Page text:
Kindergarten teachers of ECLS-B children completed questionnaires that captured information about the teacher, the sampled children, their classrooms, and their schools. School data were obtained from teachers and from NCES’s universe data files (the Common Core of Data (CCD) and Private School Survey (PSS)).
The ECLS-B worked to include all sampled children and families. Within the limits of time and fiscal constraints, materials were developed to include children and families whose primary language was not English. For example, both the parent interview and the early care and education provider interview were translated into Spanish. If the parent or provider felt more comfortable speaking in a language other than English or Spanish, then translators were utilized when available.
Additionally, at 9 months and 2 years, the child assessments were administered in the child's primary language either by a bilingual interviewer or with the assistance of a translator. At preschool and kindergarten, children’s English language skills were assessed at the beginning of the cognitive assessments. Children who did not demonstrate sufficient English language skills to complete the assessment in English were either routed to a comparable assessment in Spanish (if Spanish-speaking) or else excluded from the cognitive assessments. Regardless of English language skills, all study children were administered the motor items (via a translator if needed) and their physical measurements were taken. The level of English language proficiency that children needed to demonstrate to be included in the assessments administered in English was set very low; as a result, relatively few children were excluded from the cognitive assessments administered in English. Also, all children’s English language skills were reassessed at kindergarten regardless of their demonstrated proficiency at preschool. Consequently, children who were excluded at preschool were administered the cognitive assessments in English at kindergarten if they demonstrated sufficient English language skills when they were reassessed at the beginning of the kindergarten assessment. Children with disabilities were included in the sample. The ECLS-B was designed to maximize participation of children with special needs at every data collection wave. Accommodations were allowed when necessary. Exclusion from the assessments was considered on a case-by-case basis; in most cases where an exclusion occurred, a child was excluded only from certain components of the assessment (e.g., children in wheelchairs did not have their gross motor skills assessed) rather than from the entire assessment. Children requiring Braille or sign language were excluded from the cognitive assessments and were given a modified motor assessment.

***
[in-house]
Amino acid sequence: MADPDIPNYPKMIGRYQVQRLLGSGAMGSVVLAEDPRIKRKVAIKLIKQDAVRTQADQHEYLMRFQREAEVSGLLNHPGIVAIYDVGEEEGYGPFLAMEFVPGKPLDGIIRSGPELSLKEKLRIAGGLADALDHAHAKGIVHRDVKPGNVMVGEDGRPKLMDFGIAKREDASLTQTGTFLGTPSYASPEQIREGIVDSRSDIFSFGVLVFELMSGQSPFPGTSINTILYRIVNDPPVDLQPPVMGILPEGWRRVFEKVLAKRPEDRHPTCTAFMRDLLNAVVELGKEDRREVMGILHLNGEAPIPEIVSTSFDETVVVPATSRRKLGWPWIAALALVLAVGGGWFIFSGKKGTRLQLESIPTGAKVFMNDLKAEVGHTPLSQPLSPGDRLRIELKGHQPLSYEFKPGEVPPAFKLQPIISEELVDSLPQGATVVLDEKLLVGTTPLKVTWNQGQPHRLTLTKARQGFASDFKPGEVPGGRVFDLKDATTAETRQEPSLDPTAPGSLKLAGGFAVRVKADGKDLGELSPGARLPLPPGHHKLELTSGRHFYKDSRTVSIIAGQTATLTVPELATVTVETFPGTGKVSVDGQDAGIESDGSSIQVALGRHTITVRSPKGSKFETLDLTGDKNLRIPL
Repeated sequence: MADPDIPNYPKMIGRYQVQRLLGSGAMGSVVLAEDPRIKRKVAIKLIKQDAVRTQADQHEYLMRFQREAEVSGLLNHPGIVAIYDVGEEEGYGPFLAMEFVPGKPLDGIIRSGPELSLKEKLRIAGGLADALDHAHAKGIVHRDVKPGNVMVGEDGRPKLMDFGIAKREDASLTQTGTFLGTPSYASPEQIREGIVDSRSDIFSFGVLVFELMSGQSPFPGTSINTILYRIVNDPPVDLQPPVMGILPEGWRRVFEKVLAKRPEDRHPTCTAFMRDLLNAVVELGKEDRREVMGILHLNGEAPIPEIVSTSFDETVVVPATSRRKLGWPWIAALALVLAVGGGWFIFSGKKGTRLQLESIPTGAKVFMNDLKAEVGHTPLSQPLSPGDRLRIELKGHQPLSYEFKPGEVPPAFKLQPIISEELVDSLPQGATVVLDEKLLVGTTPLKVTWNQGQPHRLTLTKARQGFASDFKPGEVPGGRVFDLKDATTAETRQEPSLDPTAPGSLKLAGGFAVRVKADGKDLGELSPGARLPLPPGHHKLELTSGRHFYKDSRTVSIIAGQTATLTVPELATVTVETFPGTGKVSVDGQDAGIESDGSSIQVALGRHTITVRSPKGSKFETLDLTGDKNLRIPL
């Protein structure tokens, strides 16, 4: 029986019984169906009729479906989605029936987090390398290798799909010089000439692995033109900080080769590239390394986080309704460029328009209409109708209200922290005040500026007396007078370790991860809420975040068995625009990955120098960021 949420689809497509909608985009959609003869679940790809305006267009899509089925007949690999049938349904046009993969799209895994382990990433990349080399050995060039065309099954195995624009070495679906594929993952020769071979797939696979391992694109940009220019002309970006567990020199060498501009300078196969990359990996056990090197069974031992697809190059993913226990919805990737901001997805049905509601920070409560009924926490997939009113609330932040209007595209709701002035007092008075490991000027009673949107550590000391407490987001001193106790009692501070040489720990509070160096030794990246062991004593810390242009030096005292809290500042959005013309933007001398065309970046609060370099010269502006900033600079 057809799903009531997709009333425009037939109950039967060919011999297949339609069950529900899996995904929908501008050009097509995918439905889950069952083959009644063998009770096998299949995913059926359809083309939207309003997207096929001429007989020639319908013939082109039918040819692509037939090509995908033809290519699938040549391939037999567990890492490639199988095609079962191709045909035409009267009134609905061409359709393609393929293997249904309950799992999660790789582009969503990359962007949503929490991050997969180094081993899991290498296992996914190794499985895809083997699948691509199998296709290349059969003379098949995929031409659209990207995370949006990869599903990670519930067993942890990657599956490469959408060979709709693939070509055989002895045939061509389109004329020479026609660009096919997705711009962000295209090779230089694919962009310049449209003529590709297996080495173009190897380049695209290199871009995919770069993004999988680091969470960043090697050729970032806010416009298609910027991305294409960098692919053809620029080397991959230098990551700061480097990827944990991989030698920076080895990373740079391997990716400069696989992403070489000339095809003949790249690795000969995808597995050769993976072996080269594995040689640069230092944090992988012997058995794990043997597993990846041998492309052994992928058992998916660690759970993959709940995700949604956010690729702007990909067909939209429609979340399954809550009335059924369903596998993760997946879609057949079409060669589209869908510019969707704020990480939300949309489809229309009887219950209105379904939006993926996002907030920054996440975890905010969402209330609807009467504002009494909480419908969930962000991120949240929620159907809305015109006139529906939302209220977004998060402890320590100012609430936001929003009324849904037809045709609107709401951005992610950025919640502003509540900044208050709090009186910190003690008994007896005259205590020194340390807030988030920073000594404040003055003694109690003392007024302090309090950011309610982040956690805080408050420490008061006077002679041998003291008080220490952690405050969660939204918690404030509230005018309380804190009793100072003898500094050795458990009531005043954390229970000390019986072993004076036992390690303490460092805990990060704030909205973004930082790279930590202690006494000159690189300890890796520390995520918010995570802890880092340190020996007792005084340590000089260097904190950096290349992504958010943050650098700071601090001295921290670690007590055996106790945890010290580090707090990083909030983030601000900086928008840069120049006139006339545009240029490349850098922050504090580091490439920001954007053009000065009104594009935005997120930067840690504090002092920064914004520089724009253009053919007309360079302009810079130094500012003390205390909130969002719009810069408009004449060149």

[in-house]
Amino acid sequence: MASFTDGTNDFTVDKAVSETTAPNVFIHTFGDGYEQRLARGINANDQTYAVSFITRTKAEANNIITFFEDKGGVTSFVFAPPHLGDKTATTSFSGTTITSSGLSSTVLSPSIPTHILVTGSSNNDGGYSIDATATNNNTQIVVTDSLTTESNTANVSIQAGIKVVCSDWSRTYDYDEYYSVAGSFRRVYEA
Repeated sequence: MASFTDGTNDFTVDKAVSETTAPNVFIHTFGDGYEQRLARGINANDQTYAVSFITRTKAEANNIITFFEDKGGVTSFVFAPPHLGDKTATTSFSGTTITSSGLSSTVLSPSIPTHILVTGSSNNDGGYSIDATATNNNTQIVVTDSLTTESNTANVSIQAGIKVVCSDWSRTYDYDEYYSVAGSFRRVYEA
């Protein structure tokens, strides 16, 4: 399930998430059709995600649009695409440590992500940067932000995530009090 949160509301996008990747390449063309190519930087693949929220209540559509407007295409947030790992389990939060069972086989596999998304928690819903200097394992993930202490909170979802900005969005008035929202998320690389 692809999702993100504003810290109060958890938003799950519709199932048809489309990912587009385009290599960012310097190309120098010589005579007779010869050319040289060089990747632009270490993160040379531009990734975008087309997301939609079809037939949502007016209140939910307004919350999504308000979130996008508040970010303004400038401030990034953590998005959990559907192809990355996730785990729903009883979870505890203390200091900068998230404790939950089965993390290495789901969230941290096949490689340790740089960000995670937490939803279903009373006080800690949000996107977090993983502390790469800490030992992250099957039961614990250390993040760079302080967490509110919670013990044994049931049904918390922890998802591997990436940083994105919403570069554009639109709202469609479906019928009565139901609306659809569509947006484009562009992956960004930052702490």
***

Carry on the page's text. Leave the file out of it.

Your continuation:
1 Socioemotional development was not directly assessed in the kindergarten rounds.